Monday, January 02, 2006

The compromise of collective intelligence?

It is interesting to look at the contemporary life extension and collaborative intelligence chatter through the example of octospider species as described by Arthur C. Clarke and Gentry Lee in Rama Revealed (1995, the third book in the Rama trilogy).

The octospiders, a more advanced species than humans, ingest a substance to prevent the onset of puberty. This stifles aggression, sexual desire and ambition and triggers an orderly society working effectively toward common goals. Another result is that lifespans are doubled.

Stifled aggression and a neutralized sex drive (e.g.; auto-controlled emotion) sound potentially helpful, but is anything lost in the stifling of ambition? To gauge a loss from stifling the positive aspects of ambition (e.g.; motivation), it would be necessary to know the meta-goal or primary motivator of the octospiders (e.g.; the surrogate to happiness as the general highest goal of humans), but this is not made clear.

Three of the most interesting issues pointed up by the octospiders example are:

1. What is the role and value of the individual? What is the value of individual intelligence? Studies show that a group of people pooling their efforts towards a goal does better than any one individual. But individual intelligences seem to be a pre-condition for the collective intelligence. With the advent of collective intelligence, does individual intelligence become less strived for and less important? A spark of creativity seems to be a unique and paramount quality of the human individual which should be preserved and extended no matter what the form of future intelligence.

2. The usual debate concerning the role of emotions and drives in intelligence; e.g.; can intelligence occur without emotions and sensory drives (narrowly, is intelligence possible in a non-human substrate?) At first blush and non-anthropomorphically, the answer is probably yes. At the broader level, the question would be what do emotion and drive provide to intelligence and the answer is feedback and maybe something else; the next question is how else could that feedback or other quality be provided by a non-emotion mechanism.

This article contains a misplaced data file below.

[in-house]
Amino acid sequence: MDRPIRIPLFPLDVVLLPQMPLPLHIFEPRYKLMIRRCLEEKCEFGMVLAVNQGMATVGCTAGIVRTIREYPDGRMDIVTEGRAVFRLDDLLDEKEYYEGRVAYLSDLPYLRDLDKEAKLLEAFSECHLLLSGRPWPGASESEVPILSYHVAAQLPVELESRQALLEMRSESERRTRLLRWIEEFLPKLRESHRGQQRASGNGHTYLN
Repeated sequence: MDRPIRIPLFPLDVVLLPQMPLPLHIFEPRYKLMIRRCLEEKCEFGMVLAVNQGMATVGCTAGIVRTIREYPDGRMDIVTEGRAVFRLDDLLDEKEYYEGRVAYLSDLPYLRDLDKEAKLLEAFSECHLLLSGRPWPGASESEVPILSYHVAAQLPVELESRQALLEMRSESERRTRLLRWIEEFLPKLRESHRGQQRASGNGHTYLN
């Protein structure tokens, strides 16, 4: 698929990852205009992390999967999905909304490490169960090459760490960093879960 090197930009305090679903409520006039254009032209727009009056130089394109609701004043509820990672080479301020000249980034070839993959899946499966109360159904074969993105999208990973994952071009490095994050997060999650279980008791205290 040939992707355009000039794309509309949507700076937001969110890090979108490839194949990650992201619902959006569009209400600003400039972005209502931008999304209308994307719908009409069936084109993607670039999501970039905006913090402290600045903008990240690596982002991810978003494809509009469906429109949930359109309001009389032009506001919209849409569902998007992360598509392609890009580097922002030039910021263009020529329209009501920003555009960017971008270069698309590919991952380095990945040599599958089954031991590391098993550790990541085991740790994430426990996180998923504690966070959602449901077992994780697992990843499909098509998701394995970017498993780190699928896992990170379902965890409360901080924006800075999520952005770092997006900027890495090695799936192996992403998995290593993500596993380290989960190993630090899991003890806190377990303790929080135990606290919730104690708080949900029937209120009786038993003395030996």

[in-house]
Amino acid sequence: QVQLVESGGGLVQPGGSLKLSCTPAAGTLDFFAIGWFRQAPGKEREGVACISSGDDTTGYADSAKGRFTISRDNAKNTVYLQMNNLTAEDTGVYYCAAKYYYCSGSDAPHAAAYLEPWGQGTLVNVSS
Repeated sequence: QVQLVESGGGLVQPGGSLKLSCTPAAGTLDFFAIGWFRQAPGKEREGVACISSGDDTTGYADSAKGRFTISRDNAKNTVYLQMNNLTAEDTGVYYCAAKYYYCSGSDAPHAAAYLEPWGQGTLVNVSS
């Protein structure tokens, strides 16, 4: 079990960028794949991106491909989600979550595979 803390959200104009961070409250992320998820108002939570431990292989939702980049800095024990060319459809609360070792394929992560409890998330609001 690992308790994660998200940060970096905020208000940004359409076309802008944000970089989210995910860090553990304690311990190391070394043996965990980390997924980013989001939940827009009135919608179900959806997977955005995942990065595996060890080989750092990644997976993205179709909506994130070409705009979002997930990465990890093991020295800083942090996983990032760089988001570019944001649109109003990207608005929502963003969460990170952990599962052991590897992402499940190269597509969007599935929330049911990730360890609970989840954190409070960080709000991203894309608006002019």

3. Is sacrifice necessary for collective intelligence? The naive promise of collective intelligence is that it is more not trade-offs (like the privacy security continuum). The octospiders example frames collective intelligence as a trade-off between individual expression and peaceful collectively engaged existence. Since the octospiders' meta-goal is not clear, collective intelligence may be a compromise for that species. For the human species, with its current premium on individuality (even in non-Western cultures), any form of collective intelligence which means giving up something would be perceived as a compromise whose benefits would be closely questioned.

Would the pace of progress slow without individualistic drives? It seems that so much of human progress to date has been a function of males seeking status; to be effective, other models for progress will probably dramatically restructure most facets of the complexities and dynamics of human society.


Anonymous said...

I am currently reading "Rama Revealed", having already read the first 3 books of the Rama series.
I found this concept of the Octopsider society very interesting, and it raises a lot of possible scientific, biological and even philisofical questions.
My first thought was: "Is agressivity truely a direct effect of our sexual drive / hormones?"...
There are many sexually active non-aggressive human males all over the planet, right?
And for the more aggressive people... would they truly become passive by hormone treatment?

As for sacrifice being necessary for collective intelligence, at first glance, in my opinion, it would certaily be a trade-off, at least for creative/artistic component, ...
I mean, does anyone believe Shakespear would ever write Romeo & Juliet if he did feel love?
And would anyone (without a sex drive) waste time to see a play that talked about feelings which they couldn't possibly have experienced or comprehend?

I am still halfway through the book, therfore can not comment more on it,... but the concept of this Octospider society was so deeply impressed in my mind that I decided to find some references on the Net. ...
Maybe I'll come back her for a second post once I've finished reading this fascineting book.

LaBlogga said...

Hi Anonymous,

Thank you for sharing your detailed thoughts. The Octospider society is indeed fascinating. I have a friend at UC Santa Cruz researching neuro-plasticity with exactly some of the same postulates, that there may be some interesting unforeseen human capabilities if puberty onset could be "managed."

I think dialing down human aggressiveness via hormone management will be quite interesting. It is an evolutionary anachronism these days.